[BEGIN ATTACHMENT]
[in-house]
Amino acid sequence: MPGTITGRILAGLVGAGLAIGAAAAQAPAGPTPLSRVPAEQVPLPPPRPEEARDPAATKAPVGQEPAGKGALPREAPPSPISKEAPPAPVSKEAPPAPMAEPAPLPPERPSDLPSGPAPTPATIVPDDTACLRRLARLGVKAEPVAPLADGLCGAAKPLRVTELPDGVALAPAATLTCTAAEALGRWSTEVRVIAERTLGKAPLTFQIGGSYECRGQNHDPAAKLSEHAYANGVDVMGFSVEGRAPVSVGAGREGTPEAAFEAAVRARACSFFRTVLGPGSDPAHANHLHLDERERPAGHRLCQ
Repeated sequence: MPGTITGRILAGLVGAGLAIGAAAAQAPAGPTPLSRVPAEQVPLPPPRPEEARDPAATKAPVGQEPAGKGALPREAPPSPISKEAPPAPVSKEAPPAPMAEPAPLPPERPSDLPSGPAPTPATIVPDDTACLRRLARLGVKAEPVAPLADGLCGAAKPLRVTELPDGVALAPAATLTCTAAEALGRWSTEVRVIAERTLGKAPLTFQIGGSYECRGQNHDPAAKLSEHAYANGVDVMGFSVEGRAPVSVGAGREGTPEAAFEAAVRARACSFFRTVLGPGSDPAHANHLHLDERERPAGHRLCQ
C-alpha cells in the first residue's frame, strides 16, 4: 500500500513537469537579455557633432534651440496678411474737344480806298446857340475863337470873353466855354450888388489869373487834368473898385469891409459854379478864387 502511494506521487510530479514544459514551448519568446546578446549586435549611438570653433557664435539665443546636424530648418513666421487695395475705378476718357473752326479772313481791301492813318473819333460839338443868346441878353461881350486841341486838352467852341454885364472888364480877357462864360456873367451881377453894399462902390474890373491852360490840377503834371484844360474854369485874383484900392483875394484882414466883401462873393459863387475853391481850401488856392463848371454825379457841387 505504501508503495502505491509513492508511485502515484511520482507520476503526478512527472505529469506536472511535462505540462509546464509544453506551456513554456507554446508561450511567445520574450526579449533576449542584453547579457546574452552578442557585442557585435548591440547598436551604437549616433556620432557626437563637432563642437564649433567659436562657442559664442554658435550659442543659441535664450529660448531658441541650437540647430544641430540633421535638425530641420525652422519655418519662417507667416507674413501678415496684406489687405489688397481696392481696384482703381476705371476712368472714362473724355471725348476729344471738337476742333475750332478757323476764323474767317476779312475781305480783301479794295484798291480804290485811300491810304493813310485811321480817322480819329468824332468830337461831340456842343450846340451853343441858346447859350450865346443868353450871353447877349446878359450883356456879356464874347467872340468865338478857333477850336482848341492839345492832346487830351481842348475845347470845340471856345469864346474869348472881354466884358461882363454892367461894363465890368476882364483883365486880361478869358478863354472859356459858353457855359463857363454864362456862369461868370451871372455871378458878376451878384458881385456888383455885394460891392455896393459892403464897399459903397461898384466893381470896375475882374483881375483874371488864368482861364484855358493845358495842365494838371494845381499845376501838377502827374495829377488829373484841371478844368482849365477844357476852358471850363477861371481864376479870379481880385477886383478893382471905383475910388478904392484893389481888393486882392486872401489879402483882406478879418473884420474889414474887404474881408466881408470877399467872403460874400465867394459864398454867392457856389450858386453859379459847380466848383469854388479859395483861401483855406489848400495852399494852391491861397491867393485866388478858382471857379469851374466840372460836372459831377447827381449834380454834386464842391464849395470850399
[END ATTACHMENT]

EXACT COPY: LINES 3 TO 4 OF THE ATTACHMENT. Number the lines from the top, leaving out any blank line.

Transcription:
Repeated sequence: MPGTITGRILAGLVGAGLAIGAAAAQAPAGPTPLSRVPAEQVPLPPPRPEEARDPAATKAPVGQEPAGKGALPREAPPSPISKEAPPAPVSKEAPPAPMAEPAPLPPERPSDLPSGPAPTPATIVPDDTACLRRLARLGVKAEPVAPLADGLCGAAKPLRVTELPDGVALAPAATLTCTAAEALGRWSTEVRVIAERTLGKAPLTFQIGGSYECRGQNHDPAAKLSEHAYANGVDVMGFSVEGRAPVSVGAGREGTPEAAFEAAVRARACSFFRTVLGPGSDPAHANHLHLDERERPAGHRLCQ
C-alpha cells in the first residue's frame, strides 16, 4: 500500500513537469537579455557633432534651440496678411474737344480806298446857340475863337470873353466855354450888388489869373487834368473898385469891409459854379478864387 502511494506521487510530479514544459514551448519568446546578446549586435549611438570653433557664435539665443546636424530648418513666421487695395475705378476718357473752326479772313481791301492813318473819333460839338443868346441878353461881350486841341486838352467852341454885364472888364480877357462864360456873367451881377453894399462902390474890373491852360490840377503834371484844360474854369485874383484900392483875394484882414466883401462873393459863387475853391481850401488856392463848371454825379457841387 505504501508503495502505491509513492508511485502515484511520482507520476503526478512527472505529469506536472511535462505540462509546464509544453506551456513554456507554446508561450511567445520574450526579449533576449542584453547579457546574452552578442557585442557585435548591440547598436551604437549616433556620432557626437563637432563642437564649433567659436562657442559664442554658435550659442543659441535664450529660448531658441541650437540647430544641430540633421535638425530641420525652422519655418519662417507667416507674413501678415496684406489687405489688397481696392481696384482703381476705371476712368472714362473724355471725348476729344471738337476742333475750332478757323476764323474767317476779312475781305480783301479794295484798291480804290485811300491810304493813310485811321480817322480819329468824332468830337461831340456842343450846340451853343441858346447859350450865346443868353450871353447877349446878359450883356456879356464874347467872340468865338478857333477850336482848341492839345492832346487830351481842348475845347470845340471856345469864346474869348472881354466884358461882363454892367461894363465890368476882364483883365486880361478869358478863354472859356459858353457855359463857363454864362456862369461868370451871372455871378458878376451878384458881385456888383455885394460891392455896393459892403464897399459903397461898384466893381470896375475882374483881375483874371488864368482861364484855358493845358495842365494838371494845381499845376501838377502827374495829377488829373484841371478844368482849365477844357476852358471850363477861371481864376479870379481880385477886383478893382471905383475910388478904392484893389481888393486882392486872401489879402483882406478879418473884420474889414474887404474881408466881408470877399467872403460874400465867394459864398454867392457856389450858386453859379459847380466848383469854388479859395483861401483855406489848400495852399494852391491861397491867393485866388478858382471857379469851374466840372460836372459831377447827381449834380454834386464842391464849395470850399